Sunday, January 25, 2015

On the eve of the baby's birth, some thoughts on baptism

As the new baby's arrival approaches, Rosemary's and my thoughts are occupied with many, many important preparations. There's a house to clean, birthing supplies to gather, babysitters to engage, and, arguably more important than anything else, a baptism to arrange. Rosemary and I strongly believe that there is nothing more valuable that we can offer the children we bring into this world than baptism, by which they are claimed for Christ and granted the gift of eternal salvation. Of course, the cleansing with water together with those all-important words "I baptize you in the name..." is only the beginning, as there's everything that follows in terms of raising them to recognize and appreciate the gift they've received and to enable them to live according to what they've received by word and by example. Yet all that follows is predicated on bringing them to church to be baptized.

Cletus Anthony's baptism at the hands of Fr. Peter Bauknecht at Mater Dei Latin Mass Parish in Dallas two years ago. He is accompanied by his godparents James and Lisa, dear friends of ours who recently welcomed a child of their own.

We're deeply pleased, in that regard, that our pastor at St. Catherine of Siena in Wake Forest, Fr. Phil Tighe, has agreed to baptize the new baby according to the older ritual book a few Sundays from now. Both Clement and Cletus were baptized according to the older ritual during our years in Dallas, when we attended Mater Dei Latin Mass Parish, staffed by the Fraternity of St. Peter. During that time we became very attached to the deep symbolism of the older rite, which the FSSP uses exclusively, and there was never any doubt in our mind that we'd seek out the older form of baptism for future children as well. Since it will be Fr. Tighe's first baptism according to the older form, he has asked me to meet with him ahead of time and to guide him through it. His request has led me to study the rite in far more depth than I did when Clement and Cletus were baptized, when all I had to do was follow along with in the expert direction of the FSSP priests. This post, in turn, contains some of my reflections as I've gone through the rite.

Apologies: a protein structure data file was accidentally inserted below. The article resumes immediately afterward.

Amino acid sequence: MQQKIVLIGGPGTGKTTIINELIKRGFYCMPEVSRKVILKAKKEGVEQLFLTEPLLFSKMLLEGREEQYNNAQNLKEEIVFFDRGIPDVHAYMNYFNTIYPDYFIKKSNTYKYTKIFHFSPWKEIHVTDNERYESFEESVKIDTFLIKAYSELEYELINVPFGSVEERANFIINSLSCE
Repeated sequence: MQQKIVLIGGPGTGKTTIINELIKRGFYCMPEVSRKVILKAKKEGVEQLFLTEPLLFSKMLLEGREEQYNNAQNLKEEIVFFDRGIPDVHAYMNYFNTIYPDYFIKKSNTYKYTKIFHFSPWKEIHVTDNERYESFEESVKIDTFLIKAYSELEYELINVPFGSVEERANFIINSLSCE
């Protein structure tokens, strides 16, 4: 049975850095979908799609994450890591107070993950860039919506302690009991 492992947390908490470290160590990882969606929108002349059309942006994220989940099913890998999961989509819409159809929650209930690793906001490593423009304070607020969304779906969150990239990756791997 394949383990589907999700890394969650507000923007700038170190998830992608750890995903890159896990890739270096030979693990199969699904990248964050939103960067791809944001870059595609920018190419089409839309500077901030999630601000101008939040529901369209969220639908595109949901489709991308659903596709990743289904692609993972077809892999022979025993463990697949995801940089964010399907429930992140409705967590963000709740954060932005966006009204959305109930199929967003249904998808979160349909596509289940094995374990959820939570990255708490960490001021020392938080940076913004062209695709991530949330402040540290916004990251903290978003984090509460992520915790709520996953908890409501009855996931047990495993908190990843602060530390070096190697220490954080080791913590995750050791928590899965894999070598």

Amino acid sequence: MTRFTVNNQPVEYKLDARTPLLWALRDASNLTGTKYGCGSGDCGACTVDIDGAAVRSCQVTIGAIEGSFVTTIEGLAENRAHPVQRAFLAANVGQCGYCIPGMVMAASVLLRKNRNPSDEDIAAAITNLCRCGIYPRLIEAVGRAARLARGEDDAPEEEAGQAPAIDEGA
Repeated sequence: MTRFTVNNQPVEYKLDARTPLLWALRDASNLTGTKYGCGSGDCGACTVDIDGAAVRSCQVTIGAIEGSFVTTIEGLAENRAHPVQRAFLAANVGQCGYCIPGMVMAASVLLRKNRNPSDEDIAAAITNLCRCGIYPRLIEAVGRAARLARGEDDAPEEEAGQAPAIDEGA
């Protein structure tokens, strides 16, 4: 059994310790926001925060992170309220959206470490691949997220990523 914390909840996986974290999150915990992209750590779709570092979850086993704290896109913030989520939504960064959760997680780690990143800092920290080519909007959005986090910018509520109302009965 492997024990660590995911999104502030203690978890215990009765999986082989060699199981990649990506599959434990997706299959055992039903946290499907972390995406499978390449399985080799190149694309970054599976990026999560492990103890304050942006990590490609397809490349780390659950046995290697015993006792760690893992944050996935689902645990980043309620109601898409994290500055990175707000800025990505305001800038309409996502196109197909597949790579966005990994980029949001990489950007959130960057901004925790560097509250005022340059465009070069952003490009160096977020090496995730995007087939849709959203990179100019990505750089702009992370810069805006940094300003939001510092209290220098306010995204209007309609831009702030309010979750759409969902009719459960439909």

First of all, a little background for the uninitiated. The Catholic Church revised many of its liturgical celebrations decades ago, most recognizably the Mass, which was simplified, and which also came to be celebrated almost exclusively in the vernacular instead of Latin. The revisions also encompassed baptism and the other sacramental rituals. The idea was to simplify these ancient celebrations, "mysteries," as the early Church Fathers called them, making them more accessible to people who might otherwise find them arcane and old fashioned. Often this meant jettisoning Latin, the Church's liturgical language for 1,800 years, making the celebration more intelligible, as well as simplifying the ritual actions performed by the minister. Laudable goals indeed, as mysteries are meaningless if people can't enter into them to some degree, but many people, myself included, feel that a great deal of the reverence, symbolism, and richness of the rituals--their essential mystery--was also lost in the process. 

Let me emphasize that this is not a screed against the new baptismal rite. I was recently to the baptism of a colleague's child, and I found it symbolic and moving. Cyprian, likewise, was baptized according to the new ritual book by a dear priest friend who also happened to have been the homilist at our wedding. The new rite retains a great deal of symbolism and, most importantly, results in a child claimed for Christ and welcomed into His Church. Cyprian is just as much baptized as are Clement and Cletus.